As the world is getting ready for the rebuild after the well-known hardship and destruction of COVID-19, everyone is on the edge of their seats to see what will happen in the various economic sectors. It is, of course, no different for South Africa and the construction industry. According to iclg.com South Africa is expected to see an average yearly growth of 3.4% between 2022-2025. This is said to be due to the governments initiative to increased focus on investment in the energy sector and infrastructure.
Although the industry’s outlook seems bright, one thing everyone has learnt is to be prepared for some of the harshest times. Keep your company going with some of the follow strategies:
Build and have an active social media presence.
Everything is online now more than ever, make sure you are visible on the web.
Ensure that every job is done in best efforts, so that clients will have positive things to say about your company.
Word-of-mouth and social media are sure to give you a competitive advantage when the industry starts growing again.
Invoice your client with sufficient time to pay.
Ensure that clients pay on-time as per agreement.
Construction companies can’t afford to be too lenient, so make sure your company receives the payments due to you.
Remember that your suppliers are also under pressure and will surely have these same viewpoints.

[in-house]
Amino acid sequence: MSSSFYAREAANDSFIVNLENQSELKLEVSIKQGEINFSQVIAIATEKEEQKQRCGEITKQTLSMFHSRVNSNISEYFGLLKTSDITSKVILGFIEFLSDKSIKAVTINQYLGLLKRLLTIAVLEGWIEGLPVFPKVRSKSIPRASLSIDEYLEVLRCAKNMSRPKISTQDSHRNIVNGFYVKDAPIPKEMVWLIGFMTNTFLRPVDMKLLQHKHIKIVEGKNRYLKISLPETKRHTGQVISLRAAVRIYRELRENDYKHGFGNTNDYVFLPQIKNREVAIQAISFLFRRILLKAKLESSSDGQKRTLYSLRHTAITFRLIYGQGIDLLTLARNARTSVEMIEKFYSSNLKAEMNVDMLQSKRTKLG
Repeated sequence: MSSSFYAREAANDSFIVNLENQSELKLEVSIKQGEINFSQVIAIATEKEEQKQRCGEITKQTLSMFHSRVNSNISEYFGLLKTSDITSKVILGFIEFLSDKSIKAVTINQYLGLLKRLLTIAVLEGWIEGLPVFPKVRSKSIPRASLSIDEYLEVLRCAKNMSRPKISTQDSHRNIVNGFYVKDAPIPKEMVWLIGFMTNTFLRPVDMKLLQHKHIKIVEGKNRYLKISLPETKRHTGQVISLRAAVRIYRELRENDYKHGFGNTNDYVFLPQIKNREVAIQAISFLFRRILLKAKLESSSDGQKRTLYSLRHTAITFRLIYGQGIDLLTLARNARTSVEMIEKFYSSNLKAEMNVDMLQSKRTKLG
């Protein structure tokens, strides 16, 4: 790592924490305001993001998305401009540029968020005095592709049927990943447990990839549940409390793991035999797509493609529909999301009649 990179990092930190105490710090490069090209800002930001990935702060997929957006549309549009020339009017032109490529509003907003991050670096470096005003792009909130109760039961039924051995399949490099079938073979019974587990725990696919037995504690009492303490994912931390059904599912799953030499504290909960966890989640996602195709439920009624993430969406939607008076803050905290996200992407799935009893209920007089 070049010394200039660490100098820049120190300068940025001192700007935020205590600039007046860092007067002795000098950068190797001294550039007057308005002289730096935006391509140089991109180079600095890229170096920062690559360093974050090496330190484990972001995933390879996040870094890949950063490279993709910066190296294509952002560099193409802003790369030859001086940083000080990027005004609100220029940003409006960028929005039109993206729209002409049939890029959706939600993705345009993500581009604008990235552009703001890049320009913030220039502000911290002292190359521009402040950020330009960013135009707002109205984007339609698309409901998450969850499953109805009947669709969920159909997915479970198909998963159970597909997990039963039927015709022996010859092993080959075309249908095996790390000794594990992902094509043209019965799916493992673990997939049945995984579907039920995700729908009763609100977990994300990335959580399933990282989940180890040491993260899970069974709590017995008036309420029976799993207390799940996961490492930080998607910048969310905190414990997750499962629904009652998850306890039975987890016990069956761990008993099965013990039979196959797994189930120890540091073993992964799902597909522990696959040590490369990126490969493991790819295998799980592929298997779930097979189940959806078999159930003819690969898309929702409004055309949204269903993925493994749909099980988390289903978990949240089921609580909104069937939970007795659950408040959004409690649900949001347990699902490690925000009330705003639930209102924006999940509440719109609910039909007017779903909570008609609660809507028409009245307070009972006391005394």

Cut on expenses as much as you can without creating a less-friendly work environment.
Be creative with replacing expenses with more affordable purchases without cutting on quality.
Pre-owned and reconditioned machinery
Often new machinery is needed to complete a job.
Consider well-looked after pre-owned or reconditioned machinery.
It might be the only way to purchase machinery in these tough times.
Be open to communicate the company’s strategies with your workers.
If any benefits, bonuses or pay checks need to be cut, communicate the details to your workers as soon as possible.
Informed workers tend to be more supportive, understanding and accepting.
Be ready to negotiate with your suppliers.
Ask for longer payment terms.
Consider new suppliers if the price and quality will suite you better.
Remember that suppliers are also in a rough spot and will probably be open to weighing new options.
Stick to the jobs you know best.
Hard times might make it tempting to try anything but rather turn a job down than risk your reputation.
The tough times leave room for creative thinking.
Consider where the opportunities lie and how your company can fill them.